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New report says changes are needed to support workers in Wales

18 January 2024

Showing illustrations of people in different professions. For example, office worker, Firefighter, gardener, nurse.

A report led by Professor Jean Jenkins highlights the need for changes in how Welsh Government approaches work and the enforcement of labour rights in Wales.

The Wales TUC Cymru published the independent report, Future of Devolution and Work in Wales Commission on Wednesday 10 January 2024.

Written by Professor Jean Jenkins, the report sets out the case for Welsh Government to better use the levers it has to support workers in Wales - through investment in enforcing rights at work, new partnerships with UK labour market enforcement bodies, greater transparency, and training.

Professor Jenkins details the challenging realities of work in Wales in an economy characterised by low unemployment but also high rates of economic inactivity, job insecurity and wages that have been stagnant for 15 years.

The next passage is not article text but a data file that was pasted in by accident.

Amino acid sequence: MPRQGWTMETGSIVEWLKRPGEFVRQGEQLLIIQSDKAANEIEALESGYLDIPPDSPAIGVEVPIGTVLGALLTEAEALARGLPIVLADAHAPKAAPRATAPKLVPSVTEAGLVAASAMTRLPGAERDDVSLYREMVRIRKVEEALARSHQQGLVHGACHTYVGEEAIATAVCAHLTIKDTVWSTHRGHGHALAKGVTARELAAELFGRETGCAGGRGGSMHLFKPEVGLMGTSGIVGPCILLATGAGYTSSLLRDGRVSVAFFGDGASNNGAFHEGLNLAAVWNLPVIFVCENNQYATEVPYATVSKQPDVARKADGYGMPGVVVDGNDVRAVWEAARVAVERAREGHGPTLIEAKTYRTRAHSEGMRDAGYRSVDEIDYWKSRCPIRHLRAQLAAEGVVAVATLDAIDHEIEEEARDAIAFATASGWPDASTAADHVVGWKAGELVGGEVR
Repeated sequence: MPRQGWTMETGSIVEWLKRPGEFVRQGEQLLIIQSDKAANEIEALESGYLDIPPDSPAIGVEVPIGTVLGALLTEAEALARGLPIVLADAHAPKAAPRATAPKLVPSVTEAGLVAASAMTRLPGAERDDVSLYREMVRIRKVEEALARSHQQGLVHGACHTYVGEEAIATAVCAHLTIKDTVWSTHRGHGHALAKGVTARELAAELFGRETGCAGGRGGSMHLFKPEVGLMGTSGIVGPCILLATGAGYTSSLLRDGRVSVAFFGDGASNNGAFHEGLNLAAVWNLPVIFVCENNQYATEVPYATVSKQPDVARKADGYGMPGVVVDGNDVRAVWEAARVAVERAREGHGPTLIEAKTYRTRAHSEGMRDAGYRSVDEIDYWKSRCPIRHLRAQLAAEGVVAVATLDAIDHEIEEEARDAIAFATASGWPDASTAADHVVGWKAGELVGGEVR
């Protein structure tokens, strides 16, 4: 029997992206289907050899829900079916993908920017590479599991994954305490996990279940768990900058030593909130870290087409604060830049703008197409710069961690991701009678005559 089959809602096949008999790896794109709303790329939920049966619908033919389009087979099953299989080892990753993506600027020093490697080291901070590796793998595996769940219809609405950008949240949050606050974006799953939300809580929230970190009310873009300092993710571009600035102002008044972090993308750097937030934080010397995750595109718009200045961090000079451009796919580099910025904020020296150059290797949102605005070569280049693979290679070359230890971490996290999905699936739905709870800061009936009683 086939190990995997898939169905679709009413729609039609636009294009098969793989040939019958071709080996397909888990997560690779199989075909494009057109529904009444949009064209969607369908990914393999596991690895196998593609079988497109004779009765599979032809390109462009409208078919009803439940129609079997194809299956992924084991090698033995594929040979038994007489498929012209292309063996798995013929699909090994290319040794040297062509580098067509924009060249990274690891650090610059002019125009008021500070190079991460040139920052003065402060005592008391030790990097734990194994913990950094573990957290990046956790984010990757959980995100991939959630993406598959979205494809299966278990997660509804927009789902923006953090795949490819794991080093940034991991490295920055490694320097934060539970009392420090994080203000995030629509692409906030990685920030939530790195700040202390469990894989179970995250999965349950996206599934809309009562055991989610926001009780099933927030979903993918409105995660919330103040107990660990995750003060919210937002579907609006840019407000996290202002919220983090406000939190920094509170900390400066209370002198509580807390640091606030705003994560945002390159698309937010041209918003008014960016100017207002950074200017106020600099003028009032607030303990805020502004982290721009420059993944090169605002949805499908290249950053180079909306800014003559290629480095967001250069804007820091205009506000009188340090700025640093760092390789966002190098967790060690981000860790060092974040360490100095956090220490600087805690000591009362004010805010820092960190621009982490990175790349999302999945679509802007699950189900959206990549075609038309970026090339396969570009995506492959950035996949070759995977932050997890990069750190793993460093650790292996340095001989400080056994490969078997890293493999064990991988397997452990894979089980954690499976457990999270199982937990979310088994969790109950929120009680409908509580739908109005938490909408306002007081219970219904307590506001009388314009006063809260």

She also highlights the real weaknesses of the current enforcement of legal rights at work in Wales. Just £10.45 is spent on enforcement for each worker and labour market inspectorate bodies’ capacity ranks 27th out of 33 OECD countries.

The report concludes that a focus on devolving employment rights alone is unlikely to result in significant improvements for workers unless it followed extremely careful planning and was accompanied by increased funding. Professor Jenkins recommends that unions in Wales establish a working group to look at the practicalities of devolving employment rights in detail.

“My report is an honest assessment of where workers stand in Wales in 2024. For far too many their experience is characterised by insecurity, stagnant wages, and a labour rights system that provides very little real protection."
Professor Jean Jenkins Head of Management, Employment and Organisation Section
Professor of Employment Relations

Professor Jenkins adds: "the reality is that many of the laws that are meant to support workers exist only on paper. Very few other countries have such weak approaches to enforcing rights and we need to prioritise change if the vision for a Fair Work Wales is going to become a reality.

I’ve outlined an ambitious set of recommendations that focus on what can be done here and now in Wales to improve things while also setting a route map for the practical work that would need to be done ahead of any further consideration of devolving employment rights to Wales.

My sincere hope is that our politicians, unions and employers all recognise the urgent necessity of reform.”

Read the report: Future of Devolution and Work in Wales

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